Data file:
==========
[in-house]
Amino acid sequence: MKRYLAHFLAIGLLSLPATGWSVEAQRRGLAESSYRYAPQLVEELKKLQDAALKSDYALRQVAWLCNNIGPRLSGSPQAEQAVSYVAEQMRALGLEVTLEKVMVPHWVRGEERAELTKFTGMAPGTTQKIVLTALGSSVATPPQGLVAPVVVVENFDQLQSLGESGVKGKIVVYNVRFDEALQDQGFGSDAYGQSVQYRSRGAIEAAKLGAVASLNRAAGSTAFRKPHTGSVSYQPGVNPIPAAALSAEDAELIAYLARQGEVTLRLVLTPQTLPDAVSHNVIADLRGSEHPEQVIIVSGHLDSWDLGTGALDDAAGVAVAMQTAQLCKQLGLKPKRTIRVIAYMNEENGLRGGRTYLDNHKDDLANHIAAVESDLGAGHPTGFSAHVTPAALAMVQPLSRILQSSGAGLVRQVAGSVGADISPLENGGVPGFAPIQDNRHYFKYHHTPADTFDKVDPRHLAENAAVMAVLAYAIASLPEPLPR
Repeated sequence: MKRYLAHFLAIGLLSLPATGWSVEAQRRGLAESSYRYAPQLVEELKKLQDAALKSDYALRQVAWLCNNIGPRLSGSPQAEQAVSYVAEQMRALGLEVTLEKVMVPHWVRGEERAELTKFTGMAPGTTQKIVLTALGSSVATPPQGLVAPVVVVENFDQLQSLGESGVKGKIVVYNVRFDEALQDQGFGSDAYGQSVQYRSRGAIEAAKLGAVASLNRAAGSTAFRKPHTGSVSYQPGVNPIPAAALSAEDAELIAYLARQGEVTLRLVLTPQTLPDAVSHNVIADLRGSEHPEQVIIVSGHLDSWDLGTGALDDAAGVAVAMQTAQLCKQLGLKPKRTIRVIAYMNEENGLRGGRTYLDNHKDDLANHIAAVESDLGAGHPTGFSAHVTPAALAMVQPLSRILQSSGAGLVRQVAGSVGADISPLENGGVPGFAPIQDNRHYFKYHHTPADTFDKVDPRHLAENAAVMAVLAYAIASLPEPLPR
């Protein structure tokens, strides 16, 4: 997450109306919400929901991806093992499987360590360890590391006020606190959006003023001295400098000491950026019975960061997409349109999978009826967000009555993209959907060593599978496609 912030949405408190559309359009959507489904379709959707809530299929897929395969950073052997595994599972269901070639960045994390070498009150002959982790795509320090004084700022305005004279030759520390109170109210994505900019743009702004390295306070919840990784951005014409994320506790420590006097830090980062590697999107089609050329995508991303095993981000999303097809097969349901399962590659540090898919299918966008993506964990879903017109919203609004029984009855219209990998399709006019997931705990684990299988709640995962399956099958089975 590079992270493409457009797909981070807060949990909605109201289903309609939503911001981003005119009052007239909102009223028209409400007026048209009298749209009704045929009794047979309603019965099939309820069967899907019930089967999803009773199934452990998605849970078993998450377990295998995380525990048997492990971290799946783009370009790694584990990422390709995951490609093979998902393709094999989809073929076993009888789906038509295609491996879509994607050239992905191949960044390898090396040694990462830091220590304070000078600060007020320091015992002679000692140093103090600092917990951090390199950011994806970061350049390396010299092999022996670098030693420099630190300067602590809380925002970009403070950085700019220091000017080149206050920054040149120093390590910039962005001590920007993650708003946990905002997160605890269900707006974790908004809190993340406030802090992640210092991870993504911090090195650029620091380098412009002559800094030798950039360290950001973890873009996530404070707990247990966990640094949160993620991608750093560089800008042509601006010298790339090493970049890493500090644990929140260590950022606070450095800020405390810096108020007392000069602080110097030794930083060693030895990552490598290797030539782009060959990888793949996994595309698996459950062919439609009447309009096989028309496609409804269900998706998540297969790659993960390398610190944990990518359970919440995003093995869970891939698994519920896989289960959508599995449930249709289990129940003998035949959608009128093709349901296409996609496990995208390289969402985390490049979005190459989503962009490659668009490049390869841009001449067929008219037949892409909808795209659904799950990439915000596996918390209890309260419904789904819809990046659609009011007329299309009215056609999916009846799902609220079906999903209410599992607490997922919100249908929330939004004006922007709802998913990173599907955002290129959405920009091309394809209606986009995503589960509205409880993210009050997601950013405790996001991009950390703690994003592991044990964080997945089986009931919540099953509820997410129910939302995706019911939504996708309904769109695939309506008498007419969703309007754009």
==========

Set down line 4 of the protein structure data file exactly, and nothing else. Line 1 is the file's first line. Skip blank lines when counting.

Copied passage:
């Protein structure tokens, strides 16, 4: 997450109306919400929901991806093992499987360590360890590391006020606190959006003023001295400098000491950026019975960061997409349109999978009826967000009555993209959907060593599978496609 912030949405408190559309359009959507489904379709959707809530299929897929395969950073052997595994599972269901070639960045994390070498009150002959982790795509320090004084700022305005004279030759520390109170109210994505900019743009702004390295306070919840990784951005014409994320506790420590006097830090980062590697999107089609050329995508991303095993981000999303097809097969349901399962590659540090898919299918966008993506964990879903017109919203609004029984009855219209990998399709006019997931705990684990299988709640995962399956099958089975 590079992270493409457009797909981070807060949990909605109201289903309609939503911001981003005119009052007239909102009223028209409400007026048209009298749209009704045929009794047979309603019965099939309820069967899907019930089967999803009773199934452990998605849970078993998450377990295998995380525990048997492990971290799946783009370009790694584990990422390709995951490609093979998902393709094999989809073929076993009888789906038509295609491996879509994607050239992905191949960044390898090396040694990462830091220590304070000078600060007020320091015992002679000692140093103090600092917990951090390199950011994806970061350049390396010299092999022996670098030693420099630190300067602590809380925002970009403070950085700019220091000017080149206050920054040149120093390590910039962005001590920007993650708003946990905002997160605890269900707006974790908004809190993340406030802090992640210092991870993504911090090195650029620091380098412009002559800094030798950039360290950001973890873009996530404070707990247990966990640094949160993620991608750093560089800008042509601006010298790339090493970049890493500090644990929140260590950022606070450095800020405390810096108020007392000069602080110097030794930083060693030895990552490598290797030539782009060959990888793949996994595309698996459950062919439609009447309009096989028309496609409804269900998706998540297969790659993960390398610190944990990518359970919440995003093995869970891939698994519920896989289960959508599995449930249709289990129940003998035949959608009128093709349901296409996609496990995208390289969402985390490049979005190459989503962009490659668009490049390869841009001449067929008219037949892409909808795209659904799950990439915000596996918390209890309260419904789904819809990046659609009011007329299309009215056609999916009846799902609220079906999903209410599992607490997922919100249908929330939004004006922007709802998913990173599907955002290129959405920009091309394809209606986009995503589960509205409880993210009050997601950013405790996001991009950390703690994003592991044990964080997945089986009931919540099953509820997410129910939302995706019911939504996708309904769109695939309506008498007419969703309007754009």